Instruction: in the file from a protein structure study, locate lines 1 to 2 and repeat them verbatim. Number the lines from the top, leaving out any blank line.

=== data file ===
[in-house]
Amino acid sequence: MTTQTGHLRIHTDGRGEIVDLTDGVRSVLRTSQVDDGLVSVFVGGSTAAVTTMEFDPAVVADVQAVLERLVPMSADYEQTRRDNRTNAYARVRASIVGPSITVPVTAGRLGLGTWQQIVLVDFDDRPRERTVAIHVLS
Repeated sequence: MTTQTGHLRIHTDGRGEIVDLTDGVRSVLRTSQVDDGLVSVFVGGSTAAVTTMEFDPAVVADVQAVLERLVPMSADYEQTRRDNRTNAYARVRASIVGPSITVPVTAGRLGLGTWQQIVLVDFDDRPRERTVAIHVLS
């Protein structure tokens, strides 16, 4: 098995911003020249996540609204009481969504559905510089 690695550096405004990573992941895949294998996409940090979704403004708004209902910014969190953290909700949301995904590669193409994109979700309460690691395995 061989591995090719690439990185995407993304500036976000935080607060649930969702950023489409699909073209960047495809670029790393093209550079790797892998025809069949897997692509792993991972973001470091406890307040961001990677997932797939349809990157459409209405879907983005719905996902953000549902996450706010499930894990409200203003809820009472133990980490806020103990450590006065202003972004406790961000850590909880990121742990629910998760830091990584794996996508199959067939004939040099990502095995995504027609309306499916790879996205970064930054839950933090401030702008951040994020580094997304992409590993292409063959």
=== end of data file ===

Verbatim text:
[in-house]
Amino acid sequence: MTTQTGHLRIHTDGRGEIVDLTDGVRSVLRTSQVDDGLVSVFVGGSTAAVTTMEFDPAVVADVQAVLERLVPMSADYEQTRRDNRTNAYARVRASIVGPSITVPVTAGRLGLGTWQQIVLVDFDDRPRERTVAIHVLS